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A Precision Reactor Antineutrino Oscillation and Spectrum Measurement (PROSPECT)

Summary

PROSPECT, the PRecision Oscillation and SPECTrum experiment, located at the High Flux Isotope Reactor (HFIR) at ORNL will measure the antineutrinos from a research reactor at a distance of less than 10m to address recent anomalies observed in both the flux and spectral shape.

Description

PROSPECT layout
The layout of the PROSPECT experiment at the HFIR research reactor at ORNL.

A recent global analysis of short baseline (O ~ 10-100 m) reactor antineutrino experiments suggests a significant deficit in the observed flux of antineutrinos compared to calculation. Similar anomalies have been observed in neutrino source experiments. It has been suggested that these deficits could be due to the existence of a new particle, a sterile neutrino, into which the known states oscillate. If this is the case, experimental verification would truly be one of the most exciting discoveries in modern physics. Alternatively, these anomalies could point to a lack of understanding in the modeling of neutrino emission from nuclear reactors and the sources in question. Interestingly, recent experimental results have also shown that the energy distribution of antineutrinos from nuclear reactors is different than expected. PROSPECT, a precision oscillation and spectrum experiment, located at the High Flux Isotope Reactor (HFIR) at ORNL will measure the antineutrinos from a research reactor at a distance of less than 10m to resolve these questions. In addition, a successful measurement of reactor antineutrinos with a detector in or near the reactor building will open new ways for nuclear safeguarding and standoff reactor monitoring.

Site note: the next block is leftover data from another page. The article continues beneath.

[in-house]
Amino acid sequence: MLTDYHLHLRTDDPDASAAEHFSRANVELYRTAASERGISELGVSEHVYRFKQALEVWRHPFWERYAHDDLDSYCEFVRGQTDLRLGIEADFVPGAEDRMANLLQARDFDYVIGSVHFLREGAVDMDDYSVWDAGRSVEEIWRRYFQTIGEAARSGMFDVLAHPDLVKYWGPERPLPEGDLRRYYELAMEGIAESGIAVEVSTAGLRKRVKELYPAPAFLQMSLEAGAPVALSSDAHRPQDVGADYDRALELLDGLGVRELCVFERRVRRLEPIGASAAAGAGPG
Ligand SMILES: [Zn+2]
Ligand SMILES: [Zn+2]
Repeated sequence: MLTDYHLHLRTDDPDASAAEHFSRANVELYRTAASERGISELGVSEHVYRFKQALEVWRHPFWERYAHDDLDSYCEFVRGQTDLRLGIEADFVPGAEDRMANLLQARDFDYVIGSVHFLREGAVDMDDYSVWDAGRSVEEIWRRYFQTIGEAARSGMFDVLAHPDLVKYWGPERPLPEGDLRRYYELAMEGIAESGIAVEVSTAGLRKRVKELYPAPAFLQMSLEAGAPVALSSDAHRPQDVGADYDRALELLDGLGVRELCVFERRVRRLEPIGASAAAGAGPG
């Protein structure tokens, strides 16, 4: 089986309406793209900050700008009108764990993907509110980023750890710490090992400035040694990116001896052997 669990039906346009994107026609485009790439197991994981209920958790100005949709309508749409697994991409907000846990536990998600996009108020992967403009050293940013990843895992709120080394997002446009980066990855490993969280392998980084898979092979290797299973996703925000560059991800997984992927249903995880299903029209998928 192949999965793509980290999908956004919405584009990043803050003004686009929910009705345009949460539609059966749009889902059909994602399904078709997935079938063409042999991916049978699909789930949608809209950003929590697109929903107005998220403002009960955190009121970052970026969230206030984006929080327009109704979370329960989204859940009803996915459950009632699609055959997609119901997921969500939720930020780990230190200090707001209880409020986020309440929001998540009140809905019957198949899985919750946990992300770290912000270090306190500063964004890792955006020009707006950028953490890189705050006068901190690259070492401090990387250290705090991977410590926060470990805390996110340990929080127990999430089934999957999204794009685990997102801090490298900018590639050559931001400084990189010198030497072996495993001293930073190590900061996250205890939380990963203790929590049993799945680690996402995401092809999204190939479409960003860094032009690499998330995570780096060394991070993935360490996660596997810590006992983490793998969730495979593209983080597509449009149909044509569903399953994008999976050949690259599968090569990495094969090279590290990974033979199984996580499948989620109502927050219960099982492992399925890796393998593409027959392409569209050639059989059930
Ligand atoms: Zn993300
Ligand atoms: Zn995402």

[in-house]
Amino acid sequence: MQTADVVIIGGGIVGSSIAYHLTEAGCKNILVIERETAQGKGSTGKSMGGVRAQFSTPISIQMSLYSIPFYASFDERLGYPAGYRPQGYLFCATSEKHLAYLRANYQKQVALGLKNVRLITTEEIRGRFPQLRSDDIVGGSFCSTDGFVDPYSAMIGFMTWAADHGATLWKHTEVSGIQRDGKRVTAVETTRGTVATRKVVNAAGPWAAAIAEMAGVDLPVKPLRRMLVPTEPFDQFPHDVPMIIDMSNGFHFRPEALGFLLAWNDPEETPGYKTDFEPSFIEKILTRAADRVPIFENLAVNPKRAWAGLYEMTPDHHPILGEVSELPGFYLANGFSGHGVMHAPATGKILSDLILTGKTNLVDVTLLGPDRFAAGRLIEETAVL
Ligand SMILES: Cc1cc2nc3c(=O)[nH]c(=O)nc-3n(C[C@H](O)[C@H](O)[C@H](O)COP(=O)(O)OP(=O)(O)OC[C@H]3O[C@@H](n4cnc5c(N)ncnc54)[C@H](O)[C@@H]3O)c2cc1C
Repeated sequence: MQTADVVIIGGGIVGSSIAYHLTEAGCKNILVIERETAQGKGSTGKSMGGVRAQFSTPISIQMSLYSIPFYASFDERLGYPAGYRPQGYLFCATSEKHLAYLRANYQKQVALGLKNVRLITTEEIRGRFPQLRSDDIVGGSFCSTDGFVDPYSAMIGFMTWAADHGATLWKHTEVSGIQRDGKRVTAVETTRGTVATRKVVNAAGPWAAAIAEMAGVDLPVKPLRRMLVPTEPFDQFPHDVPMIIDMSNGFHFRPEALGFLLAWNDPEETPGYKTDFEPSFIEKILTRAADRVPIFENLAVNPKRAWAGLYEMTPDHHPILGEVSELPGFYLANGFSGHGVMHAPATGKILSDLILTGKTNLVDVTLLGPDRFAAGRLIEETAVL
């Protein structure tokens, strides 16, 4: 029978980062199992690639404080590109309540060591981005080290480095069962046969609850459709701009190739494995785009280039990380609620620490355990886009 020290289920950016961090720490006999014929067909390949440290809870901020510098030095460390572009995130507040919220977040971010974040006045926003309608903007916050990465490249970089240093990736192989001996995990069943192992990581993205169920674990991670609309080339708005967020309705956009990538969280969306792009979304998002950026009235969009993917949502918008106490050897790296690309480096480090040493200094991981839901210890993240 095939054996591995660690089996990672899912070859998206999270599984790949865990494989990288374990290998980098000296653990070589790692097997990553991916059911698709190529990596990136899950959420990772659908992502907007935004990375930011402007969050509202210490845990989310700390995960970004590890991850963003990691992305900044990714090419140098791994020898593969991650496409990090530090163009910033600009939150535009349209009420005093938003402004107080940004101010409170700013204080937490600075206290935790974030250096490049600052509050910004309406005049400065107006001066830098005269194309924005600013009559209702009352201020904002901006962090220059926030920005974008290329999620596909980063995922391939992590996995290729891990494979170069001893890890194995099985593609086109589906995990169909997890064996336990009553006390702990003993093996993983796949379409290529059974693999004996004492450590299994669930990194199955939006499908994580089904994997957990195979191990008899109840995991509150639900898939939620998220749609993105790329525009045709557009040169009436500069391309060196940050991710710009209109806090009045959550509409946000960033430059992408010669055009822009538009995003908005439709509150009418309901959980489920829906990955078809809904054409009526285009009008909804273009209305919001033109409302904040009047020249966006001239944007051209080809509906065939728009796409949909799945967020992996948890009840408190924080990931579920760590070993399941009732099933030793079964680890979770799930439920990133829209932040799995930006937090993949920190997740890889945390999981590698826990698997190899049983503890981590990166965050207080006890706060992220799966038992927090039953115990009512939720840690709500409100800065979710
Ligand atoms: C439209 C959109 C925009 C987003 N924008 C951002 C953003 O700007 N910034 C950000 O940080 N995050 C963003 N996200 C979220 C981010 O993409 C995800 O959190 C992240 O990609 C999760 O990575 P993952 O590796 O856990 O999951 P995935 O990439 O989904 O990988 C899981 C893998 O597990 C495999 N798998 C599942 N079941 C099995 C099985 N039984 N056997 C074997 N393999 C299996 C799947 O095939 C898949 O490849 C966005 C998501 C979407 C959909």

PROSPECT graph

Sensitivity at 3-sigma to 3+1 oscillation parameters for Phase I (near detector, 1 year and 3 years) and Phase II (near and far detectors, 3 years). Excellent coverage of allowed phase space is achieved. The 3+1 best-fit (star) is addressed at high confidence with a single year of Phase I running.

PROSPECT will consist of two phases, a near detector at roughly 7-10 m from the HFIR core and, if warranted, a second detector at a distance of 15-18 m. Neutrino interaction probabilities are extremely low, so each detector will be a minimum of two tones active volume. Both detectors will consist of enriched lithium-loaded liquid scintillator with pulse shape discrimination capability for background reduction. The active detector region will be segmented providing a way of measuring the antineutrino energy spectrum as a function of distance from the core and providing high sensitivity to the oscillation phenomena associated with sterile neutrinos. The detectors will have significant shielding to reduce the primary backgrounds from cosmogenic fast neutrons and should achieve a signal to background of approximately one-to-one. This will allow high sensitivity to the suggested region of possible oscillation parameters in three years of running.

PROSPECT graph

Comparison of the expected PROSPECT spectrum measurement to different models, two using beta-spectrum conversion and one ab-initio database calculation. Shown are expected PROSPECT statistical and total uncertainties, showing the ability to distinguish between predictions and inform reactor models.

NIST is playing a significant role in the PROSPECT experiment, continuing for example, our program to develop in lithium loaded liquid scintillators with pulse shape discrimination capability. In addition, NIST has played a central role in understanding the science-driven design requirements, background simulations and shielding development, as well as characterization of reactor and cosmogenic backgrounds.

The official PROSPECT website: http://prospect.yale.edu

Top right image: The layout of the PROSPECT experiment at the HFIR research reactor at ORNL. Shown are the very compact HFIR reactor core (red), the near detector (Phase I), and the far detector (Phase II) that can be mounted to further enhance sensitivity to short-baseline neutrino oscillations.

Created August 14, 2015, Updated July 18, 2017